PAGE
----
As they continue to work toward that goal, Canfield and Bud’ko stress the importance of being able to do materials research at a DOE lab. “There are many different skills and resources available to draw on,” said Canfield. “Experimentally, it’s very important to have design, synthesis and characterization very tightly linked. “You need to have your intrepid band of explorers able to investigate and contribute. Let me give you two extreme examples. First, being in Ames gives us access to the world’s highest purity rare earth elements. We need these to explore the effects of substitution on the rare earth site. On the other extreme, in these nearly ferromagnetic materials, band structure calculations have been very important, and being able to tie into the Ames Lab band structure expertise of German Samolyuk has been incredibly useful in helping us understand it and trying to figure out where the next moves are.”
The DOE Office of Science Basic Energy Sciences Office funded the work described above on the new family of zinc compounds.
Ames Laboratory, celebrating its 60th anniversary in 2007, is operated for the Department of Energy by Iowa State University. The Lab conducts research into various areas of national concern, including energy resources, high-speed computer design, environmental cleanup and restoration, and the synthesis and study of new materials.
Saren Johnston | EurekAlert!
Data storage using individual molecules
17.12.2018 | Universität Basel
Formed to Meet Customers’ Needs – New Laser Beams for Glass Processing
17.12.2018 | Fraunhofer-Institut für Lasertechnik ILT
Researchers from the University of Basel have reported a new method that allows the physical state of just a few atoms or molecules within a network to be controlled. It is based on the spontaneous self-organization of molecules into extensive networks with pores about one nanometer in size. In the journal ‘small’, the physicists reported on their investigations, which could be of particular importance for the development of new storage devices.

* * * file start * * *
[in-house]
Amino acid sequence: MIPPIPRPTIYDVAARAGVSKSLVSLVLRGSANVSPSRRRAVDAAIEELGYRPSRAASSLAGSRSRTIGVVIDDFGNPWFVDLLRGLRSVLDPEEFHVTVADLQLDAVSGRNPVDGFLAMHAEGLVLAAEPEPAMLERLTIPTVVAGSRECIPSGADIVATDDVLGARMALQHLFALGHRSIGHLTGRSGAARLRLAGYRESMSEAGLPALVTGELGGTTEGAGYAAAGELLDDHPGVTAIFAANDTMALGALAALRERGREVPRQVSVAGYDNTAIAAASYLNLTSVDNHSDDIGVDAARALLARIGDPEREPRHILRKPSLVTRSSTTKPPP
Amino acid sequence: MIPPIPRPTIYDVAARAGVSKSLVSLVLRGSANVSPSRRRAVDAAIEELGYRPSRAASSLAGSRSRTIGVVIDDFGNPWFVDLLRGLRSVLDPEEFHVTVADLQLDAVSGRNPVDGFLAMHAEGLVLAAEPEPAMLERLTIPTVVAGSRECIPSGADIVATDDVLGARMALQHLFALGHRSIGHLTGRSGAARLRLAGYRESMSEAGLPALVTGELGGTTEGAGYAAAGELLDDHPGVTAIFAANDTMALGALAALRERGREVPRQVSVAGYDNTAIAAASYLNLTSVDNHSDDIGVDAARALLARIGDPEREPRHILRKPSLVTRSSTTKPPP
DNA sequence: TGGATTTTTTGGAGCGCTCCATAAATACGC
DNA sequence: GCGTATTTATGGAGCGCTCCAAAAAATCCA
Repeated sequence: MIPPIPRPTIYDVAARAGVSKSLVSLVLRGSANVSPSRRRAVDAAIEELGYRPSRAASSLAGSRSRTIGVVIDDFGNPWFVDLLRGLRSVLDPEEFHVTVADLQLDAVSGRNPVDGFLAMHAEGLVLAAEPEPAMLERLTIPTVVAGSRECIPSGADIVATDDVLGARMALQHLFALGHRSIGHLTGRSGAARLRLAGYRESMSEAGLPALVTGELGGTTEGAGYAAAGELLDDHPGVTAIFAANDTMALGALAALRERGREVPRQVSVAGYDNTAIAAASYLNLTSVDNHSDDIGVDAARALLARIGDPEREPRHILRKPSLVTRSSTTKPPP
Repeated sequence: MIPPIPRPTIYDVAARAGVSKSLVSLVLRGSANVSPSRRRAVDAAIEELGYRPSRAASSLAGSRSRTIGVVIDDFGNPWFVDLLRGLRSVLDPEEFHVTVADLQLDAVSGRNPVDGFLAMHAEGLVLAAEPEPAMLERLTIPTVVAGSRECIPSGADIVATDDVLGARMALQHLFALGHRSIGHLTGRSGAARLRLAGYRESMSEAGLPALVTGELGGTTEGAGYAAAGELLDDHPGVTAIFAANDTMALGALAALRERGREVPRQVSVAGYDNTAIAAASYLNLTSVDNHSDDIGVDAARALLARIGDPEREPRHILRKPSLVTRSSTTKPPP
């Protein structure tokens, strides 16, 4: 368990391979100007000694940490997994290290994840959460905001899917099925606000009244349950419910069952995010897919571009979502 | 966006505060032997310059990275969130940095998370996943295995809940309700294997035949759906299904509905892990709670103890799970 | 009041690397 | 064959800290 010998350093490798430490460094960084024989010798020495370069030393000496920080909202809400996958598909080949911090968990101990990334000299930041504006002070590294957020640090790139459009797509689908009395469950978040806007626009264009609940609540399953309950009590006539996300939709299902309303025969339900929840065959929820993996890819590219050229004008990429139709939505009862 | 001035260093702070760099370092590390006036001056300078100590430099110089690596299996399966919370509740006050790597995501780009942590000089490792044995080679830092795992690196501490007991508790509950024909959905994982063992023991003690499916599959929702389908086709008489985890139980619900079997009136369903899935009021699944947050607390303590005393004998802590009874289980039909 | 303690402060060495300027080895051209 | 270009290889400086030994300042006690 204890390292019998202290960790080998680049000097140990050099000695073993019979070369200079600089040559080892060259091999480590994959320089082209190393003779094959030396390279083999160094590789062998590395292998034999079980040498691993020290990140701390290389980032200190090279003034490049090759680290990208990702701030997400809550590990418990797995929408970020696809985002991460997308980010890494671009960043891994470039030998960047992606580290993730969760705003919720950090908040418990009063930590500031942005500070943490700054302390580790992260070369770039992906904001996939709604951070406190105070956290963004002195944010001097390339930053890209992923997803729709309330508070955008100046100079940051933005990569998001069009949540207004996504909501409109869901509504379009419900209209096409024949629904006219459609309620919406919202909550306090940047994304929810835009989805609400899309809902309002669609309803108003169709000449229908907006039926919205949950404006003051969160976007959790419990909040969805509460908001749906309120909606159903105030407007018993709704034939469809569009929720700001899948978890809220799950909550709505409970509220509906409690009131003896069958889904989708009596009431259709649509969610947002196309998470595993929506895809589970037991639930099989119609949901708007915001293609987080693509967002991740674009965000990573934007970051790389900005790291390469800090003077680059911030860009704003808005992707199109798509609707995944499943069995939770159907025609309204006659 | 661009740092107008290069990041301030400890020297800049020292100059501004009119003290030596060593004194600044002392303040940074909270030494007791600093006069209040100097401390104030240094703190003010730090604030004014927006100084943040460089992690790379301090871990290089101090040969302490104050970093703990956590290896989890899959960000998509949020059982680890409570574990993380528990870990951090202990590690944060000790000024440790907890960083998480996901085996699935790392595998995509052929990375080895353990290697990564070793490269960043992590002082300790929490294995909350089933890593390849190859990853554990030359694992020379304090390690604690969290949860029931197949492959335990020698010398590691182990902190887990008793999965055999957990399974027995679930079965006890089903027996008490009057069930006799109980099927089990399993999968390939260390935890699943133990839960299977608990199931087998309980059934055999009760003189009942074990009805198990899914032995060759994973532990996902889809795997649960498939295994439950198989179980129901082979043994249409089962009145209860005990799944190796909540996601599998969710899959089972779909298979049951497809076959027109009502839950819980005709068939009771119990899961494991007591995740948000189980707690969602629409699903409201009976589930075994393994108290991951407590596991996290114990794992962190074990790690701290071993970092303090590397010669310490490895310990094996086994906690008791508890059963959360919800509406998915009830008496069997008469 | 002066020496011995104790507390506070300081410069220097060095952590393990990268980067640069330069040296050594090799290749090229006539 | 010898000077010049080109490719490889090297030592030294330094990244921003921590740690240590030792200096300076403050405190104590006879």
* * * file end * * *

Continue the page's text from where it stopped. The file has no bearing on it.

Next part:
Around the world, researchers are attempting to shrink data storage devices to achieve as large a storage capacity in as small a space as possible. In almost...
The more objects we make "smart," from watches to entire buildings, the greater the need for these devices to store and retrieve massive amounts of data quickly without consuming too much power.
Millions of new memory cells could be part of a computer chip and provide that speed and energy savings, thanks to the discovery of a previously unobserved...
What if, instead of turning up the thermostat, you could warm up with high-tech, flexible patches sewn into your clothes - while significantly reducing your...
A widely used diabetes medication combined with an antihypertensive drug specifically inhibits tumor growth – this was discovered by researchers from the University of Basel’s Biozentrum two years ago. In a follow-up study, recently published in “Cell Reports”, the scientists report that this drug cocktail induces cancer cell death by switching off their energy supply.
The widely used anti-diabetes drug metformin not only reduces blood sugar but also has an anti-cancer effect. However, the metformin dose commonly used in the...
A research team from the University of Zurich has developed a new drone that can retract its propeller arms in flight and make itself small to fit through narrow gaps and holes. This is particularly useful when searching for victims of natural disasters.
Inspecting a damaged building after an earthquake or during a fire is exactly the kind of job that human rescuers would like drones to do for them. A flying...
12.12.2018 | Event News
10.12.2018 | Event News
06.12.2018 | Event News
17.12.2018 | Physics and Astronomy
17.12.2018 | Architecture and Construction
17.12.2018 | Life Sciences